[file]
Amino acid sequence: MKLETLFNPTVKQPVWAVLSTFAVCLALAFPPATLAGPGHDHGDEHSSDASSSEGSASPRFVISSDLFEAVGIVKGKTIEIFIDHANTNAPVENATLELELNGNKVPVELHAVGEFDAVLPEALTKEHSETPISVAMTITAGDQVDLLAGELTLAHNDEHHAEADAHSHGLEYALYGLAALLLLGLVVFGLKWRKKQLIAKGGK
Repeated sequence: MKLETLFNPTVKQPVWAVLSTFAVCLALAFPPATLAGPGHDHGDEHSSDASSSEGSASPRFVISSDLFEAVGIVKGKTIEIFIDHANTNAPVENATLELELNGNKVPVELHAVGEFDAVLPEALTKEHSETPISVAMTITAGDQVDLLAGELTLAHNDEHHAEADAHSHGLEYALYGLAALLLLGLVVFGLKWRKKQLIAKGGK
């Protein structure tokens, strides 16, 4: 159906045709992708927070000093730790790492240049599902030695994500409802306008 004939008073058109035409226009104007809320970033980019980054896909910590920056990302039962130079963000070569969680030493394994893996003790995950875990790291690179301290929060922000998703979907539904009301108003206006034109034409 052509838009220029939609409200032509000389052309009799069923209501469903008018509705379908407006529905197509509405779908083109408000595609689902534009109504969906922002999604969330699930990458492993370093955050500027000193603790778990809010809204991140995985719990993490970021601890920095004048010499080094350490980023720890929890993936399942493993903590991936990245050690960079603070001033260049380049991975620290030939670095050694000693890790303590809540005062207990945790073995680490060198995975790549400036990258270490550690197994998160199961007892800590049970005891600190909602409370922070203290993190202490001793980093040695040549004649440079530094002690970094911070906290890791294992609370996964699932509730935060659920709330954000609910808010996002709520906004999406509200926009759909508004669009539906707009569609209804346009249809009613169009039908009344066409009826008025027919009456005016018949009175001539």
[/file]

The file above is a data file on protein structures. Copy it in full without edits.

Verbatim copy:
Amino acid sequence: MKLETLFNPTVKQPVWAVLSTFAVCLALAFPPATLAGPGHDHGDEHSSDASSSEGSASPRFVISSDLFEAVGIVKGKTIEIFIDHANTNAPVENATLELELNGNKVPVELHAVGEFDAVLPEALTKEHSETPISVAMTITAGDQVDLLAGELTLAHNDEHHAEADAHSHGLEYALYGLAALLLLGLVVFGLKWRKKQLIAKGGK
Repeated sequence: MKLETLFNPTVKQPVWAVLSTFAVCLALAFPPATLAGPGHDHGDEHSSDASSSEGSASPRFVISSDLFEAVGIVKGKTIEIFIDHANTNAPVENATLELELNGNKVPVELHAVGEFDAVLPEALTKEHSETPISVAMTITAGDQVDLLAGELTLAHNDEHHAEADAHSHGLEYALYGLAALLLLGLVVFGLKWRKKQLIAKGGK
């Protein structure tokens, strides 16, 4: 159906045709992708927070000093730790790492240049599902030695994500409802306008 004939008073058109035409226009104007809320970033980019980054896909910590920056990302039962130079963000070569969680030493394994893996003790995950875990790291690179301290929060922000998703979907539904009301108003206006034109034409 052509838009220029939609409200032509000389052309009799069923209501469903008018509705379908407006529905197509509405779908083109408000595609689902534009109504969906922002999604969330699930990458492993370093955050500027000193603790778990809010809204991140995985719990993490970021601890920095004048010499080094350490980023720890929890993936399942493993903590991936990245050690960079603070001033260049380049991975620290030939670095050694000693890790303590809540005062207990945790073995680490060198995975790549400036990258270490550690197994998160199961007892800590049970005891600190909602409370922070203290993190202490001793980093040695040549004649440079530094002690970094911070906290890791294992609370996964699932509730935060659920709330954000609910808010996002709520906004999406509200926009759909508004669009539906707009569609209804346009249809009613169009039908009344066409009826008025027919009456005016018949009175001539």